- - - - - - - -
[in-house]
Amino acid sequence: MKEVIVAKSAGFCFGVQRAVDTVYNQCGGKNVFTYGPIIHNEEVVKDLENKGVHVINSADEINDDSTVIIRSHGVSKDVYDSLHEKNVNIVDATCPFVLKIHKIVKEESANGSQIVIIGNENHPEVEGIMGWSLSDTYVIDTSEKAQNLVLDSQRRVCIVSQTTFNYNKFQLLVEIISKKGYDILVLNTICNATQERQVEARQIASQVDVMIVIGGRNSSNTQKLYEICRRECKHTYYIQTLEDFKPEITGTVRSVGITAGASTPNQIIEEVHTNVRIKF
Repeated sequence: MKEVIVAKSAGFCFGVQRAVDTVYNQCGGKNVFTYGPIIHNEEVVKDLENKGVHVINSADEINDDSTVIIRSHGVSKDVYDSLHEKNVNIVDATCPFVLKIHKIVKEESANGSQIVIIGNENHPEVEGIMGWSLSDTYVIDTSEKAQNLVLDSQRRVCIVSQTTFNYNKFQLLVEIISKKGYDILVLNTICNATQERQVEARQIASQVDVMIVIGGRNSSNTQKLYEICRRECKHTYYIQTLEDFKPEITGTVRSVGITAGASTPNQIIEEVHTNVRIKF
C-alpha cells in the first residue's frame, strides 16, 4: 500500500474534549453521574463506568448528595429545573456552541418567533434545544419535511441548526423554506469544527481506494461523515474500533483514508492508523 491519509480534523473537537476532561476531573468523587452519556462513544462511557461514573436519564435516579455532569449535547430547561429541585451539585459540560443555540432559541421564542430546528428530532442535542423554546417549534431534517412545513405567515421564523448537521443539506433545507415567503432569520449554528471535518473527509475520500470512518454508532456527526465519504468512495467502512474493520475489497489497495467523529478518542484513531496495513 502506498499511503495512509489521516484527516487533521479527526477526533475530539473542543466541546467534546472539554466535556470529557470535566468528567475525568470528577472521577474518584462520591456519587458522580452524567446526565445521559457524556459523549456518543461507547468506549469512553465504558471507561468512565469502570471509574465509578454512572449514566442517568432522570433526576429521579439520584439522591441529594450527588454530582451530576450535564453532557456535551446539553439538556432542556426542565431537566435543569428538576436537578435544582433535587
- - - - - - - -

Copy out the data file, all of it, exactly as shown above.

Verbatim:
[in-house]
Amino acid sequence: MKEVIVAKSAGFCFGVQRAVDTVYNQCGGKNVFTYGPIIHNEEVVKDLENKGVHVINSADEINDDSTVIIRSHGVSKDVYDSLHEKNVNIVDATCPFVLKIHKIVKEESANGSQIVIIGNENHPEVEGIMGWSLSDTYVIDTSEKAQNLVLDSQRRVCIVSQTTFNYNKFQLLVEIISKKGYDILVLNTICNATQERQVEARQIASQVDVMIVIGGRNSSNTQKLYEICRRECKHTYYIQTLEDFKPEITGTVRSVGITAGASTPNQIIEEVHTNVRIKF
Repeated sequence: MKEVIVAKSAGFCFGVQRAVDTVYNQCGGKNVFTYGPIIHNEEVVKDLENKGVHVINSADEINDDSTVIIRSHGVSKDVYDSLHEKNVNIVDATCPFVLKIHKIVKEESANGSQIVIIGNENHPEVEGIMGWSLSDTYVIDTSEKAQNLVLDSQRRVCIVSQTTFNYNKFQLLVEIISKKGYDILVLNTICNATQERQVEARQIASQVDVMIVIGGRNSSNTQKLYEICRRECKHTYYIQTLEDFKPEITGTVRSVGITAGASTPNQIIEEVHTNVRIKF
C-alpha cells in the first residue's frame, strides 16, 4: 500500500474534549453521574463506568448528595429545573456552541418567533434545544419535511441548526423554506469544527481506494461523515474500533483514508492508523 491519509480534523473537537476532561476531573468523587452519556462513544462511557461514573436519564435516579455532569449535547430547561429541585451539585459540560443555540432559541421564542430546528428530532442535542423554546417549534431534517412545513405567515421564523448537521443539506433545507415567503432569520449554528471535518473527509475520500470512518454508532456527526465519504468512495467502512474493520475489497489497495467523529478518542484513531496495513 502506498499511503495512509489521516484527516487533521479527526477526533475530539473542543466541546467534546472539554466535556470529557470535566468528567475525568470528577472521577474518584462520591456519587458522580452524567446526565445521559457524556459523549456518543461507547468506549469512553465504558471507561468512565469502570471509574465509578454512572449514566442517568432522570433526576429521579439520584439522591441529594450527588454530582451530576450535564453532557456535551446539553439538556432542556426542565431537566435543569428538576436537578435544582433535587